The Psychiatric “Warehouses” Situation in ChinaOctober 13, 2007
BEIJING-SEPTEMBER-15:Wang Lanrong,54, a schizophrenic ,is confined to her bed a week before she passes away..Wang ‘s disease was triggered during the cultural revolution when she was sent to the countryside with the red guards.She spent her life since the sevenites in several mental institutions .Wang’s condition worsened in early 2003 as she could not digest food anymore and she passed away in Septemeber as her family refused to pay for adequate health care .
As a result of China’s economic reforms, the old socialist system has crumbled and health care has become a rarity. Eighty percent of Chinese do not benefit from health insurance and if one is suffering from long term mental diseases like schizophrenia and depression they can become a financial burden to their families. Treatment in state-owned hospitals, which charge up to $500/per month (USD), is a luxury that most patients cannot afford. In a conformist country like China, mental patients are strongly stigmatized, which is another reason that many families rather prefer to “get rid” of their sick patients. These days, in cities like Beijing, the majority of patients end up in privately-run institutions, founded by nurses and retired psychiatrists. Although, well-intended, such places lack the financial and professional means to give adequate care to mental patients. Patients are treated by some nurses from the countryside who did a “crash course” in psychiatry treatment. Medicine is too expensive. There is no regular money flow so places have to move from one location to the next. There is a lack of knowledge about fundraising, and diseases are not treated properly because there are barley enough psychiatrists available. In Beijing, such places are referred to as “warehouses” where patients live for years, in some cases until the end of their lives.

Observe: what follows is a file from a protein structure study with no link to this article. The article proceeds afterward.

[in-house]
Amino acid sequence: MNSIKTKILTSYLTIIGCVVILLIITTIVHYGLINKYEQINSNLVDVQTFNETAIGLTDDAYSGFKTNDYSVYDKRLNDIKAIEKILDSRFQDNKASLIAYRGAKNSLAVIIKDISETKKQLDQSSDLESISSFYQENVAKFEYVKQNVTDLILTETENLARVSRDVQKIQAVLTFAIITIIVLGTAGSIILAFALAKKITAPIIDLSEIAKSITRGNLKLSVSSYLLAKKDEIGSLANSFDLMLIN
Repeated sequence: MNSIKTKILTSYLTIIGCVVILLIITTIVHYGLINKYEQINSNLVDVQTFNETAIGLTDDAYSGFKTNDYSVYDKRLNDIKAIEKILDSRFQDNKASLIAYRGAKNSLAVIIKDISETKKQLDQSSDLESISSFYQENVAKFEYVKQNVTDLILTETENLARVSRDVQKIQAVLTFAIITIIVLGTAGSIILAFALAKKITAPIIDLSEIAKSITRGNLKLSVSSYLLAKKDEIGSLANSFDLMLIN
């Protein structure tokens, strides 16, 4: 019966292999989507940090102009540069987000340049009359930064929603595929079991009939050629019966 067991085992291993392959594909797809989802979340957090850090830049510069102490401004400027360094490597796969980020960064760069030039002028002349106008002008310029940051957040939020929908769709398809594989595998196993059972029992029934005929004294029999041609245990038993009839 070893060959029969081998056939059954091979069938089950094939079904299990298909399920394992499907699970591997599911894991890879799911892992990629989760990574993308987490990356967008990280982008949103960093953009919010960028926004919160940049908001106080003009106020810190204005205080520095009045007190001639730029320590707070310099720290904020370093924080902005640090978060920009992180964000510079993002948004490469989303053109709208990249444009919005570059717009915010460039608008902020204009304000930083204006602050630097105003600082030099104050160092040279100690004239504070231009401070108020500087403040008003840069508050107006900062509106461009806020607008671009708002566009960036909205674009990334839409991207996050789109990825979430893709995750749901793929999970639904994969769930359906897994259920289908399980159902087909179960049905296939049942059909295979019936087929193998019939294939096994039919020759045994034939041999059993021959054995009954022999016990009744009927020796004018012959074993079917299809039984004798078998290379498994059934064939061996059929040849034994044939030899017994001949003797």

I’ve long been apprised of the psychiatric abominations that befall people around the world – especially in hellish psychiatric facilities in Russia, Italy and the U.S. – but this is the first I have heard of such a situation in China. It stands to reason that a country with such suppression on religious freedom as well as suppression of Internet freedom (see brilliant article on the setup of their Internet censorship engine), would also be bent toward complete suppression of human rights in institutions such as this.
Of course, in countries like the USA, it’s guaranteed by our constitution that we have a right to protest such conditions. Organizations like the Citizen’s Commission on Human Rights and the Church of Scientology organize to get people informed on the atrocities which go on behind closed doors, and bring them out in the open so that they can be stopped.
I’ve even been asked on some occasions why it is that Scientologists are so opposed to psychiatry. Personally, I think that sort of a question is sort of like asking why it would be immoral to put an open beartrap in the middle of a preschool classroom. But okay, some people might not know what actually goes on in psychiatric wards, and might think it was just something that happened back in the 60’s and that we’re more civilized than that now.
If you think that, then there’s a video you should probably watch, which you can get off the CCHR.org website.
Even in the USA, forced abduction from homes, forced drugging, forced shock treatment, all billed to tax money you pay, and insurance fraud of a magnitude that would make any attorney blush.
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